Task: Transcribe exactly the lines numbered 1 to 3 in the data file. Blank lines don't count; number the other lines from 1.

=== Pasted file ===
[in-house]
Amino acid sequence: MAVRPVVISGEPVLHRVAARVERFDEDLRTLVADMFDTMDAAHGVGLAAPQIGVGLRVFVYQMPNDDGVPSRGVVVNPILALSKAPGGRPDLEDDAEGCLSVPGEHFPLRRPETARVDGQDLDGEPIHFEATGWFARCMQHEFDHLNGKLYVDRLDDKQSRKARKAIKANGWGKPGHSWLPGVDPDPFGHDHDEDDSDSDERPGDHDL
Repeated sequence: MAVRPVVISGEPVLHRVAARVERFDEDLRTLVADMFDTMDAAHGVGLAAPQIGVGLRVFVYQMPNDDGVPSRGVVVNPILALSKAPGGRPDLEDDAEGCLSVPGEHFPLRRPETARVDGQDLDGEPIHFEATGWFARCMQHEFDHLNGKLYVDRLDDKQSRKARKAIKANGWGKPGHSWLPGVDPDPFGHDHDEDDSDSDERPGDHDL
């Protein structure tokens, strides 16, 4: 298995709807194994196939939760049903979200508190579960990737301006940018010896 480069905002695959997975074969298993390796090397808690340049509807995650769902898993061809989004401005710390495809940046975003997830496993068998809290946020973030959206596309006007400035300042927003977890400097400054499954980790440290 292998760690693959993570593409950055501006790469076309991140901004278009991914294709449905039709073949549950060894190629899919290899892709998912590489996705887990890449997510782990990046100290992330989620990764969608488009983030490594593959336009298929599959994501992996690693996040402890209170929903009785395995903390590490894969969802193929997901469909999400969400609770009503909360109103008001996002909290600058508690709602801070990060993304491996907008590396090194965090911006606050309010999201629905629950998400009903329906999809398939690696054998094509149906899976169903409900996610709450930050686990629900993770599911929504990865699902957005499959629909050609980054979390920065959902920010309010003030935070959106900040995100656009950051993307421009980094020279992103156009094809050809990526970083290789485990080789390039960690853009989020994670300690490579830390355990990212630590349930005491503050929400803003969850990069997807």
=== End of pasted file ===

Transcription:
[in-house]
Amino acid sequence: MAVRPVVISGEPVLHRVAARVERFDEDLRTLVADMFDTMDAAHGVGLAAPQIGVGLRVFVYQMPNDDGVPSRGVVVNPILALSKAPGGRPDLEDDAEGCLSVPGEHFPLRRPETARVDGQDLDGEPIHFEATGWFARCMQHEFDHLNGKLYVDRLDDKQSRKARKAIKANGWGKPGHSWLPGVDPDPFGHDHDEDDSDSDERPGDHDL
Repeated sequence: MAVRPVVISGEPVLHRVAARVERFDEDLRTLVADMFDTMDAAHGVGLAAPQIGVGLRVFVYQMPNDDGVPSRGVVVNPILALSKAPGGRPDLEDDAEGCLSVPGEHFPLRRPETARVDGQDLDGEPIHFEATGWFARCMQHEFDHLNGKLYVDRLDDKQSRKARKAIKANGWGKPGHSWLPGVDPDPFGHDHDEDDSDSDERPGDHDL